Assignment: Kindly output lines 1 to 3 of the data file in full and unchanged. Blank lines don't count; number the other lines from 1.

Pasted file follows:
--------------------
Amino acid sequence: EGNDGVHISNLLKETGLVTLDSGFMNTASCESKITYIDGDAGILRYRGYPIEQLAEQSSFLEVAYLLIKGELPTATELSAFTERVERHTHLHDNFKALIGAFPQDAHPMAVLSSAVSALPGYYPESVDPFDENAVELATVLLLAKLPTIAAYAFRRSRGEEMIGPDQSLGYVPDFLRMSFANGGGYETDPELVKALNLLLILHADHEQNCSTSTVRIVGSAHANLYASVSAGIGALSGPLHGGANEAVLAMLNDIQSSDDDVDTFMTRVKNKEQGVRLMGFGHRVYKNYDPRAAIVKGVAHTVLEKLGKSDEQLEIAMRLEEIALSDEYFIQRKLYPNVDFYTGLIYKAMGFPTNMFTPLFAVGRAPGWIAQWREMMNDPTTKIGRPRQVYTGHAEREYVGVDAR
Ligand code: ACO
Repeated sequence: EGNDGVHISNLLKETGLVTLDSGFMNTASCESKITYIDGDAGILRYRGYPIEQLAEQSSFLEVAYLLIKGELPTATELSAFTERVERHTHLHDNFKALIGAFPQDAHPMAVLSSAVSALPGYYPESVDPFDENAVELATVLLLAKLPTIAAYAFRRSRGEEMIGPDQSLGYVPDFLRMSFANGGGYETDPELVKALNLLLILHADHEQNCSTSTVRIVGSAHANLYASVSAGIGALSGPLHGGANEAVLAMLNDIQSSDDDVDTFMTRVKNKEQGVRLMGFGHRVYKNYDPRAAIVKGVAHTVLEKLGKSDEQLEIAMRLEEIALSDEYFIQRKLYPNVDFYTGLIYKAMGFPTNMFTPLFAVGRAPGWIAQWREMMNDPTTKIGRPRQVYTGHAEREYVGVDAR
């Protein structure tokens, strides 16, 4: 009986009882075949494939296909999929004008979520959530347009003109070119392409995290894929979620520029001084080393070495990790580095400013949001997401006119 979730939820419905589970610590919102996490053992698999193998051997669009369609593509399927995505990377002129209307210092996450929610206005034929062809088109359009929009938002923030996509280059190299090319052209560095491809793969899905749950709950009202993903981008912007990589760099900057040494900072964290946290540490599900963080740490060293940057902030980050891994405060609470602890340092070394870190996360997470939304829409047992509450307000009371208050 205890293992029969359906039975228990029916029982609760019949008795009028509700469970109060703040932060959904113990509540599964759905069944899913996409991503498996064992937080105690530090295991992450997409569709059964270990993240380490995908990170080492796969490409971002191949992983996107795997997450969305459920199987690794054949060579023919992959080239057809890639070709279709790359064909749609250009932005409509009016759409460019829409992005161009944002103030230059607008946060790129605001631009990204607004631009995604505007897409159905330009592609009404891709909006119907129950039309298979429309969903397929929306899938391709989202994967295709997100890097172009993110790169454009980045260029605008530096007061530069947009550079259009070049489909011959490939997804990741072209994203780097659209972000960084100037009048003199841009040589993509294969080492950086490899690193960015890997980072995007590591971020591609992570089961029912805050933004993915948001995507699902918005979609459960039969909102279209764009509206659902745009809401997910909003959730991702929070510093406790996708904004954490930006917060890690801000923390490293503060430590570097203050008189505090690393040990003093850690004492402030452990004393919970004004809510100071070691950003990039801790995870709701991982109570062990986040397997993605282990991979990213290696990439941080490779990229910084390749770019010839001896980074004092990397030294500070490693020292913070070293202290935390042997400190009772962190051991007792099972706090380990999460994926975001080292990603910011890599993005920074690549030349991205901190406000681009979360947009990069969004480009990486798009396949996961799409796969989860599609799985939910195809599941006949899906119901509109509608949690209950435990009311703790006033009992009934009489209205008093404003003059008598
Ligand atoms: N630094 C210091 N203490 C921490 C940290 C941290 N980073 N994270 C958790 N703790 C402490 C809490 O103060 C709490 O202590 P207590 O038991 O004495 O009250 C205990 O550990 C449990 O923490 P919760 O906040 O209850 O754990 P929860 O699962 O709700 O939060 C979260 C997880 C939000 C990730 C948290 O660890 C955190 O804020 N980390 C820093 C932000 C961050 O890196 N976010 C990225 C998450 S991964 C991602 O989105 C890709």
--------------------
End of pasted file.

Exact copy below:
Amino acid sequence: EGNDGVHISNLLKETGLVTLDSGFMNTASCESKITYIDGDAGILRYRGYPIEQLAEQSSFLEVAYLLIKGELPTATELSAFTERVERHTHLHDNFKALIGAFPQDAHPMAVLSSAVSALPGYYPESVDPFDENAVELATVLLLAKLPTIAAYAFRRSRGEEMIGPDQSLGYVPDFLRMSFANGGGYETDPELVKALNLLLILHADHEQNCSTSTVRIVGSAHANLYASVSAGIGALSGPLHGGANEAVLAMLNDIQSSDDDVDTFMTRVKNKEQGVRLMGFGHRVYKNYDPRAAIVKGVAHTVLEKLGKSDEQLEIAMRLEEIALSDEYFIQRKLYPNVDFYTGLIYKAMGFPTNMFTPLFAVGRAPGWIAQWREMMNDPTTKIGRPRQVYTGHAEREYVGVDAR
Ligand code: ACO
Repeated sequence: EGNDGVHISNLLKETGLVTLDSGFMNTASCESKITYIDGDAGILRYRGYPIEQLAEQSSFLEVAYLLIKGELPTATELSAFTERVERHTHLHDNFKALIGAFPQDAHPMAVLSSAVSALPGYYPESVDPFDENAVELATVLLLAKLPTIAAYAFRRSRGEEMIGPDQSLGYVPDFLRMSFANGGGYETDPELVKALNLLLILHADHEQNCSTSTVRIVGSAHANLYASVSAGIGALSGPLHGGANEAVLAMLNDIQSSDDDVDTFMTRVKNKEQGVRLMGFGHRVYKNYDPRAAIVKGVAHTVLEKLGKSDEQLEIAMRLEEIALSDEYFIQRKLYPNVDFYTGLIYKAMGFPTNMFTPLFAVGRAPGWIAQWREMMNDPTTKIGRPRQVYTGHAEREYVGVDAR